Tales of Lost Teeth and Other Dental Adventures

Eliza Clark
July 7, 2010

You knew the time would come, but it's still a shock when it happens: your little darling runs up to you and announces, "My tooth is loose!!" You inspect the wobbly bottom incisor and remember the day that tiny pearly white first emerged from drooling pink gums just like it was yesterday. A baby getting his first tooth and a six-year-old loosing her first tooth are both huge milestones. The difference between the two is that the six-year-old understands just what a big deal it is, and suddenly wants to learn everything there is know about teeth, the tooth fairy, and even dentistry! To satisfy this immense burst of interest, we've gone out looking for the best books we could find on all things dental. We hope that you and your soon-to-be toothless wonders will enjoy!

Open Wide: Tooth School Inside by Laurie Keller
An entertaining, wacky and highly informative book about teeth.  Learn about the function of primary teeth, the different categories of teeth and what they are made of, broken teeth, braces, cavities and tooth cleaning. Bone up on a little dental history too - did you know that George Washington eventually lost all but one of his teeth, and had dentures made of elephant ivory, hippo tusks and cow teeth?  Poor man, it must have been hard for him to smile.  And discover Toothland, where the Tooth Fairy takes all fallen baby teeth. Your tooth-obsessed child will be fascinated!

Dear Tooth Fairy by Pamela Duncan Edwards
Loosing a first tooth is generally accompanied by a lot of anticipation, and no small dose of anxiety. And who can blame children for fretting when all around them they see gaping holes in the mouths of their peers? But amazingly, what five and six-year-olds seem to fret about the most is how soon they big event will occur.  In fact, most can't wait to lose their first tooth. Crazy kids! The heroine of this lovely tale, Claire, is so impatient that she writes a letter to the Tooth Fairy and, amazingly, receives one in return! So begins a delightful correspondence and a lovely book.

The Tooth Fairy by Peter Collington
This wordless picture book offers a detailed, fanciful rendering of a Tooth Fairy, her hidden tree trunk home, and her mysterious ways.  When a neighborhood girl loses a tooth and places it under her pillow, the fairy heads to a mine to forge a coin to place in the little girl's tooth box.  She then takes the tooth home and fashions it into the last ivory key for her piano.  Her house is filled with interesting dental details such as a "tooth alarm" and a "home sweet home" picture frame made of teeth.  In the last scene the tooth fairy plays a tune on her piano and a little girls wakes up to find her newly minted coin.  

Little Rabbit's Loose Tooth by Lucy Bate
A Little Rabbit has her first loose tooth and all the usual worries that go along with it.  She has to chew hard food with her other teeth, and only soft foods with her loose tooth - until it comes out in her ice cream!  She thinks about what to do with the tooth, and wonders whether the Tooth Fairy really exists, but in the end decides to put it under her pillow and see what happens.  Can you guess?  A sweet and reassuring story.

Throw Your Tooth on the Roof: Tooth Traditions from Around the World by Selby Beeler (Author) and G. Brian Karas (Illustrator)
All children around the world loose their baby teeth.  But does the Tooth Fairy bring a coin to each and every one of them?  As a matter of fact, no.  In France and Venezuela, a mouse will do the job.  In other parts, children bury their lost teeth, or turn them into charms.  This delightful and well-researched book brings cultural differences alive through the lens of the universal childhood preoccupation with losing teeth - how brilliant!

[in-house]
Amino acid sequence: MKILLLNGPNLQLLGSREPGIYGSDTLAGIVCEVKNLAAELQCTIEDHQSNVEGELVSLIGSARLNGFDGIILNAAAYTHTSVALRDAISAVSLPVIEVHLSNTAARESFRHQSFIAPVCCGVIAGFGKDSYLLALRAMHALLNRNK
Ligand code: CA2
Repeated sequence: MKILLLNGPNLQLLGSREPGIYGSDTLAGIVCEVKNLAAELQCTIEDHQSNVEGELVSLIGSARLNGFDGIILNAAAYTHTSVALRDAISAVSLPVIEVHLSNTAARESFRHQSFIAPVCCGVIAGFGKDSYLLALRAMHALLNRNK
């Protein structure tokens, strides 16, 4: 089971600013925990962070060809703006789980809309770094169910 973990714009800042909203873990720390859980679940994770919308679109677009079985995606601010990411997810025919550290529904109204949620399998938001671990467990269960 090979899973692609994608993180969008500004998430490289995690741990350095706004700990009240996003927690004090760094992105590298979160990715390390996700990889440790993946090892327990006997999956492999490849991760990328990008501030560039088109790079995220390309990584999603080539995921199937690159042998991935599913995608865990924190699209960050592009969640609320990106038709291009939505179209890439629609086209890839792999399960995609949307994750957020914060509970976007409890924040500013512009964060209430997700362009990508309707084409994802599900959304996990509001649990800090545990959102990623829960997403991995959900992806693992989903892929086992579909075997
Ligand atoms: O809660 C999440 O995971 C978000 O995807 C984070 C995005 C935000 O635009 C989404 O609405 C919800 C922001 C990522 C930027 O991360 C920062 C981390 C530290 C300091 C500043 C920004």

One Morning in Maine by Robert McCloskey
Little Sal of Robert McCloskey's Blueberries for Sal returns to us in this story, but oh, what happened? She's not so little anymore. We meet her again on the day she loses her first tooth. In case the sight of Sal as a "big girl" sends you into a fit of anticipatory mourning for your own little one's toddlerhood, she's got a little sister now named Jane who is just as scruffy and scrumptious as the Sal of yore. And this older, "big girl" Sal remains a charmer. She still talks to the Maine wildlife, showing off her loose tooth to a fish hawk, loon, and seal. And she still has a healthy appetite for sweet things (but in time-honored kid fashion, she's moved on from blueberries to chocolate ice cream -- sound familiar?). We get to meet Dad here too, Mr. McCloskey himself, digging for clams and wrestling with a broken outboard motor. The theme here is growing up, and the losses and rewards that come with it, explored in a multitude of small motifs: that loose (and then lost) tooth, a seagull's feather, a baby clam, a new sparkplug, and ice cream cones all add up to one of the most delightful books we know.

Dr. Desoto by William Steig
Young children are not uncommonly scared of the dentist.  Who wants a strange adult poking around in one's mouth with sharp instruments?  No child in his right mind, really.  And yet, dentist visits must nevertheless be born.  So it is useful to remind kids that the job of poking around another person's mouth full of sharp teeth is not necessarily a picnic either.  And that where Dr. Desoto comes in handy.  To watch this dashing little mouse dentist brave the jaws of a wolf  to extract a rotten tooth is bracing for even the most reluctant dental patient.  The brilliant William Steig's Dr. Desoto is a memorable character, and is sure to become a household favorite.  You can follow his continued adventures in treating the teeth of large mammals (an elephant this time) in Dr. Desoto Goes to Africa.

From the Parents

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